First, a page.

If I wear feminine, tight fitting or sexually alluring (like clothing that ‘shows a lot of skin’) clothing it is apparently seen as an invitation for male attention. It is very often unwanted attention and comes from people I don’t know and/or who I definitely do not want to attract.

I used to get whistled at in the street, just when I would go shopping or whatever, or just going for a walk near my house. It still happens for sure, but less now. I remember walking with my mum, shopping in town one day when I was about 15 and getting whistled at by some random guys in a car. I found that very embarrassing and awkward!

So again, this brought me to the decision or belief that if I do not wear feminine clothing, I will not get so much attention.

Being looked at by men in this way makes me feel uncomfortable and embarrassed because it causes strangers to look around and see who is being whistled at (so then I have more people looking at me), or if I am with friends it often begins the unwanted conversation about how I am ‘sooo pretty’ and how they are contrastingly, ‘sooo ugly’. It also makes me feel un-safe. It makes me feel like these men are looking at me like I am an object that they can potentially take advantage of, it gives me an instinctual, almost primitive feeling of being threatened…and that is a very unfortunate, automatic judgement that I seem to have acquired about the overall characteristics of men – that they all have this shallow, and potentially aggressive nature within them – as a result of these unwanted experiences (usually applicable to only the ones that I do not know well, or at all).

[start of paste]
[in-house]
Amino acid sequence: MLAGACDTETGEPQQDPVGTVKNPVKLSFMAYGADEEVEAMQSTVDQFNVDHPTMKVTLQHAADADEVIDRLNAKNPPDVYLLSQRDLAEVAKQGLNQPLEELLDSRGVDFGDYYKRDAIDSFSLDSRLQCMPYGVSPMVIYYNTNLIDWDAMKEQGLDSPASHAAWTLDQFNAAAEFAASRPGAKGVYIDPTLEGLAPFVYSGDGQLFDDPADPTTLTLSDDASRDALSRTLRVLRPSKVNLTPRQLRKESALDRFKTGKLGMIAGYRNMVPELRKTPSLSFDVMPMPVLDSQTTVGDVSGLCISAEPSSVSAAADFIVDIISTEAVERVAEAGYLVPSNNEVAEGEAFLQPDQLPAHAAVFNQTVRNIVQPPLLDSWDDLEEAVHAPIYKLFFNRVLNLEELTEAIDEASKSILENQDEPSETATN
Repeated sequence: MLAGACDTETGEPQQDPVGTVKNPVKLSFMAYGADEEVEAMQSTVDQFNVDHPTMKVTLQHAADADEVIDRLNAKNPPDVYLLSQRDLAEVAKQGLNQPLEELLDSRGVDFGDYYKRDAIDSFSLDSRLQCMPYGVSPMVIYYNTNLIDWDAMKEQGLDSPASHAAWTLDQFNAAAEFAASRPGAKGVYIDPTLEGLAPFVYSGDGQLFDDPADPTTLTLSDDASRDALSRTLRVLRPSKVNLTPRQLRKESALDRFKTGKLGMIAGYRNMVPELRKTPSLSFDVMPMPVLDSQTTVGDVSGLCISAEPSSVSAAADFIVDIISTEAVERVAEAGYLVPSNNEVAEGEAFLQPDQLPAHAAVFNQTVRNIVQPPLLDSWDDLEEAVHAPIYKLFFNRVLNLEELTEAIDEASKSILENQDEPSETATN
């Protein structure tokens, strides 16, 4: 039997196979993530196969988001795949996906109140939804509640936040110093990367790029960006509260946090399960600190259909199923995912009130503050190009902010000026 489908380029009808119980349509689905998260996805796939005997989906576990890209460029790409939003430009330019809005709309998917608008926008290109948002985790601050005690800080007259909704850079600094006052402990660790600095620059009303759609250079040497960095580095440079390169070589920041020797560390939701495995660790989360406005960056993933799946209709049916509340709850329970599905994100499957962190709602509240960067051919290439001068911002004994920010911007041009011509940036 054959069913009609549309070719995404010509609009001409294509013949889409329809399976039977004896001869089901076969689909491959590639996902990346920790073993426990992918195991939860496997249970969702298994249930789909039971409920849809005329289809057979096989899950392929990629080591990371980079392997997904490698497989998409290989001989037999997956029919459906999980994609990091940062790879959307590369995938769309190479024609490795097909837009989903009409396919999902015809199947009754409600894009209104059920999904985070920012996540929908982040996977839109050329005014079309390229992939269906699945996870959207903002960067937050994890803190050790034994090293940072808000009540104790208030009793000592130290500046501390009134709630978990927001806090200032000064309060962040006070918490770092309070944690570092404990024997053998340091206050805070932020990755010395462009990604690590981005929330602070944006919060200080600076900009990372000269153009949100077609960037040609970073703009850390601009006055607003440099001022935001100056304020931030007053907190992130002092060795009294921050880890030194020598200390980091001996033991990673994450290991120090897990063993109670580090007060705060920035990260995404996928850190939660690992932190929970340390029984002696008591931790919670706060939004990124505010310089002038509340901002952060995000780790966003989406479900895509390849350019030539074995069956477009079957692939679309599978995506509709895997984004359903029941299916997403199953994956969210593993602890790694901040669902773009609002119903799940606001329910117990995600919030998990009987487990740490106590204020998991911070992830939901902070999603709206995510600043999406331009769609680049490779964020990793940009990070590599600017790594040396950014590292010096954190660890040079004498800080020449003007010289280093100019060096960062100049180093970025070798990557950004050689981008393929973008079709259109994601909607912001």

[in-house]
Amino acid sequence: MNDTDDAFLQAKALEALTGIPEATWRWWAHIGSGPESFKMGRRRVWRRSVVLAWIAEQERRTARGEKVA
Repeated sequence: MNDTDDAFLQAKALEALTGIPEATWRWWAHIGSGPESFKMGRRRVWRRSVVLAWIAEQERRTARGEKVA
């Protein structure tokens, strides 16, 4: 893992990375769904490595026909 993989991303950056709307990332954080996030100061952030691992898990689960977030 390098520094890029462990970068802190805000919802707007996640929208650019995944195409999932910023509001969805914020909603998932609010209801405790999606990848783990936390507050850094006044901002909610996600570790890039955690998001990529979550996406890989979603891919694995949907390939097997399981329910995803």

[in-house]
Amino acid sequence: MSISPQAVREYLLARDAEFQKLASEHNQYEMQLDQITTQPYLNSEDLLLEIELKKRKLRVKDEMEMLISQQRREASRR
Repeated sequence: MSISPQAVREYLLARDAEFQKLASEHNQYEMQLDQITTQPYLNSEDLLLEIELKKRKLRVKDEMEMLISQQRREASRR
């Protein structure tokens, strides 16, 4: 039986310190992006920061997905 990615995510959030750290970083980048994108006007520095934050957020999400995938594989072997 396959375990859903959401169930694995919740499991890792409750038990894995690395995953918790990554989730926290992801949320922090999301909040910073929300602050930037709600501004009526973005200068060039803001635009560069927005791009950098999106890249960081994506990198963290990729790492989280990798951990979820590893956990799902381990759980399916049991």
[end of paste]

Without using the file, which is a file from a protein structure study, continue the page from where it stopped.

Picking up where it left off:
I would like to not have such a belief! I would like to not hold this judgement, as of course, not all men are like this. I do know this, rationally, but emotion and instinct takes over within those moments and causes the thought/judgement to crop up and become real.

From both men and women I have also experienced people being very surprised that, after interacting with me properly, they find that I am actually a very intelligent and interesting person, as opposed to ‘just a pretty face’ or ‘a blonde’.